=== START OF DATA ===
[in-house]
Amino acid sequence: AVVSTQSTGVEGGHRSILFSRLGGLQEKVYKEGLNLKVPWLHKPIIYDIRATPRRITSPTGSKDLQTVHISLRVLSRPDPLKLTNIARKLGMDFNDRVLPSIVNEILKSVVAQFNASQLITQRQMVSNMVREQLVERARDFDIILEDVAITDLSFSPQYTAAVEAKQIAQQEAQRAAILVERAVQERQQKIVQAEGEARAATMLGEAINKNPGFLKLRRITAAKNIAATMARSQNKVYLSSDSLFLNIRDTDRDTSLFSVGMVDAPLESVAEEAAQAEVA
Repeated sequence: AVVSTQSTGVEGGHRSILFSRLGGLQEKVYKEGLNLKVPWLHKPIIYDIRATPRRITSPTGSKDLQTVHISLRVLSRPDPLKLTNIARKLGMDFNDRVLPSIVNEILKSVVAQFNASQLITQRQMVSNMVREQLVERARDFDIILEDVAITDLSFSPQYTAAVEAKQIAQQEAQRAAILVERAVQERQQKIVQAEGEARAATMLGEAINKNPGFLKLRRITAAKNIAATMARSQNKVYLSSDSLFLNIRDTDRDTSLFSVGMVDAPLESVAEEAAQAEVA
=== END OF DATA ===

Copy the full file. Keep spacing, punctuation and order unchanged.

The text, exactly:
[in-house]
Amino acid sequence: AVVSTQSTGVEGGHRSILFSRLGGLQEKVYKEGLNLKVPWLHKPIIYDIRATPRRITSPTGSKDLQTVHISLRVLSRPDPLKLTNIARKLGMDFNDRVLPSIVNEILKSVVAQFNASQLITQRQMVSNMVREQLVERARDFDIILEDVAITDLSFSPQYTAAVEAKQIAQQEAQRAAILVERAVQERQQKIVQAEGEARAATMLGEAINKNPGFLKLRRITAAKNIAATMARSQNKVYLSSDSLFLNIRDTDRDTSLFSVGMVDAPLESVAEEAAQAEVA
Repeated sequence: AVVSTQSTGVEGGHRSILFSRLGGLQEKVYKEGLNLKVPWLHKPIIYDIRATPRRITSPTGSKDLQTVHISLRVLSRPDPLKLTNIARKLGMDFNDRVLPSIVNEILKSVVAQFNASQLITQRQMVSNMVREQLVERARDFDIILEDVAITDLSFSPQYTAAVEAKQIAQQEAQRAAILVERAVQERQQKIVQAEGEARAATMLGEAINKNPGFLKLRRITAAKNIAATMARSQNKVYLSSDSLFLNIRDTDRDTSLFSVGMVDAPLESVAEEAAQAEVA